Where to Begin – An Interview With Author Georgann Prochaska
With a new year come lots of new beginnings. Author Georgann Prochaska talks about how she begins a story and how important good beginnings are. Georgann holds a degree in literature, taught high school English classes for 34 years, and has published seven books since 2014.
How does the beginning of a book idea come to you?
I usually begin with a what-if. What would happen if after a woman’s death, her family publishes 20 years of her private correspondence with neighbors to a blog? Or what if a vulnerable person like a migrant worker’s child or a homeless woman who lives in a vineyard holds valuable information about a murder? For me, mysteries begin with discomfort.
- What do the beginnings of your stories have to include?
A problem (not necessarily murder), and sleuths to swing into action. I ask myself what determines a character’s response. For example: Madtree begins with a delayed wedding, the arrival of police cars, some guests not what the bride expected, and the groom’s odd behavior. What causes unusual behaviors? Luckily, a posse of friends stands ready to snoop.
- Why are beginnings so important?
Readers of mysteries like to be drawn into the action of a story—who to suspect and who to root for. Dog lovers connect with Audrey the bloodhound, and I hope, therefore, trust Alice, the leading grandma sleuth. At the beginning, I try to concentrate on a problem-solving action (where did the elderly man with Alzheimer’s go?) and leave the descriptive passages until later.
- Each following chapter has a beginning as well. How do you integrate or transition into next chapters?
Mysteries have suspects to be explored. To narrow the field of possible murderers, amateur sleuths poke into everyone’s uncomfortable history with the deceased and their ability to commit the murder. A sleuth makes many passes at a suspect while trying to solve whodunit and why.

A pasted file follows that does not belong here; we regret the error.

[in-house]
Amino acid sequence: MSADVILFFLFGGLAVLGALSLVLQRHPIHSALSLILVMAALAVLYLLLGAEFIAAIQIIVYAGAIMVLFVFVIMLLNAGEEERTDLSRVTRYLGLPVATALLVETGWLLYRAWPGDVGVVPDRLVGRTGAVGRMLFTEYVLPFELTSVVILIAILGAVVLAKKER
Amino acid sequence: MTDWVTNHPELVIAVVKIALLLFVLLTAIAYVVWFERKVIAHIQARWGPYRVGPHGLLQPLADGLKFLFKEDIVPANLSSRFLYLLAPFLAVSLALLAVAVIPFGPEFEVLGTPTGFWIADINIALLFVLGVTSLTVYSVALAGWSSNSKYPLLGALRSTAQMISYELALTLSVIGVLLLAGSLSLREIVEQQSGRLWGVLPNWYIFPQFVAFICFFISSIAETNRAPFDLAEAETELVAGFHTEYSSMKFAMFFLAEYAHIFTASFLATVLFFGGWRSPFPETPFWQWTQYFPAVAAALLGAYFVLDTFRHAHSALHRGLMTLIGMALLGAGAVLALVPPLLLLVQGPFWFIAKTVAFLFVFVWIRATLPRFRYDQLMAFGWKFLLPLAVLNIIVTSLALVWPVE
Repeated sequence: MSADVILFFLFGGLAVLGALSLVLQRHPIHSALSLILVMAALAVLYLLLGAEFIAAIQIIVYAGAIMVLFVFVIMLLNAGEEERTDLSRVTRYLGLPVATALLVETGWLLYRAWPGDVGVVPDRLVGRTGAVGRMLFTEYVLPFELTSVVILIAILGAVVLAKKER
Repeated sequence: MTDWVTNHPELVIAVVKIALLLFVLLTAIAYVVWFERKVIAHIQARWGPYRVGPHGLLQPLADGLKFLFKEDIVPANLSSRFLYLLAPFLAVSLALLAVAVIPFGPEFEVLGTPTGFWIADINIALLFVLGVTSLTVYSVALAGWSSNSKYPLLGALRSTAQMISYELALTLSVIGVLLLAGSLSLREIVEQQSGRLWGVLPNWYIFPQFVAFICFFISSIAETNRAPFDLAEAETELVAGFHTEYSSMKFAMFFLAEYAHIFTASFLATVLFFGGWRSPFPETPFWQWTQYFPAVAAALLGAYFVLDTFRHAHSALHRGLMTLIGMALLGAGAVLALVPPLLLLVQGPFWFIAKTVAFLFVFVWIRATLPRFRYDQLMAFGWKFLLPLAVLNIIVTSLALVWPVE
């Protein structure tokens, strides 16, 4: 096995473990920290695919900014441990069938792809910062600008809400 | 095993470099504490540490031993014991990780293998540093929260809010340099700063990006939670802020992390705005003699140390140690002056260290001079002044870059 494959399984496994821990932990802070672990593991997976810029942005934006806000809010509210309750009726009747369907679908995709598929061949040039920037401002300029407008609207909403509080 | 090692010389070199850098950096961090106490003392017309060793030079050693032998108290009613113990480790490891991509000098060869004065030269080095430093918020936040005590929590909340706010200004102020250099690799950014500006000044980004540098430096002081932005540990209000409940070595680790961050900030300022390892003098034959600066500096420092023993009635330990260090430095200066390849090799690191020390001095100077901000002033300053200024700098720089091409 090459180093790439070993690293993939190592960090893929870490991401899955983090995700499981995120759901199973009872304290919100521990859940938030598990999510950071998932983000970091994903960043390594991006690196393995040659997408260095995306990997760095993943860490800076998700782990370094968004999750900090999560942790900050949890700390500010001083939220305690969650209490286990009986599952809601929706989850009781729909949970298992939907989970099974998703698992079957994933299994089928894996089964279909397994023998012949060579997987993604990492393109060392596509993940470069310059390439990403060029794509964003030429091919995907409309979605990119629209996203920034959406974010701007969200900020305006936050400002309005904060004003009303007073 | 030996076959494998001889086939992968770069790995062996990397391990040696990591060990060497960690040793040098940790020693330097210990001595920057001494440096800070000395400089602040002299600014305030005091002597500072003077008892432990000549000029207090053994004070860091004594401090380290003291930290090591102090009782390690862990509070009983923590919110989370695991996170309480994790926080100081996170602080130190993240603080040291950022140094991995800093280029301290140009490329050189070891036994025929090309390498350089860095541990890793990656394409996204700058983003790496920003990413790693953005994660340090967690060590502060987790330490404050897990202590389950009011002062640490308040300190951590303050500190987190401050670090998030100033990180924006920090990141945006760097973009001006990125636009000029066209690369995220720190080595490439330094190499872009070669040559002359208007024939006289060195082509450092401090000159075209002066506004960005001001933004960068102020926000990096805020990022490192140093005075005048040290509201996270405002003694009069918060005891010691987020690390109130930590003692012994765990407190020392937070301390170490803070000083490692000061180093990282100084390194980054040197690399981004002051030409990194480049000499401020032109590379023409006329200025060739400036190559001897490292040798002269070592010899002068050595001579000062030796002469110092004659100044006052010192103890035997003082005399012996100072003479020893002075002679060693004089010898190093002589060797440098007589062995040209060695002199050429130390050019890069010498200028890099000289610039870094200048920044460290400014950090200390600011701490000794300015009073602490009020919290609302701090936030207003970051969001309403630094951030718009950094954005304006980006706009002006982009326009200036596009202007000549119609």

- The end of your teaching career launched a new beginning for you as a writer. Why did you wait?
I always wrote stories even as I taught in high school, but teaching was more important. Most of those early pieces were tossed because I had no time to edit. What I kept had to do with family stories that moved me: finding a new home in America, fighting in the Civil War, and oddly enough, recipes.
- How do you begin your typical day as a writer?
I write or edit almost every day, but I don’t have a schedule. Sometimes writing happens in the middle of the night. I generally know where to resume the story because I stop before completing a scene. That creates an urgency for me to complete that segment.
- What advice do you have for writers who start something new but get frustrated and procrastinate over finishing it?
If someone is frustrated, I’d ask if they still love the idea of their story. If so, I’d suggest they read the chapters or scenes in reverse order. Which bits deserve earlier development? Which question still doesn’t have an answer? Is there a character who is nagging to be introduced into the story? Does the story begin with the right action? Reading in reverse order can reveal holes in the storytelling and will maybe jumpstart the author’s writing.
- How important is it to belong to a local creative community?
I particularly like when members of a writing group summarize what they took from my stories because hopefully everything is spot on, but more than likely as I listen to the group, I target words that require change or passages to be cut. I appreciate that in BWW’s approach that readers speak; writers stay silent. Silence allows me to be more open to making changes because I don’t have to defend them. Sometimes favorite passages hit the dustbin.
- Will you be doing anything fresh as a writer to jumpstart the new year?
In my mind, I always have a set up for a short story or poem. Playing with a short topic sometimes triggers an idea for a mystery. When I look for a new topic of mystery, I search through old genealogy or old newspapers. Maybe my next writing will be historical. Will all the pieces fall together? We’ll see.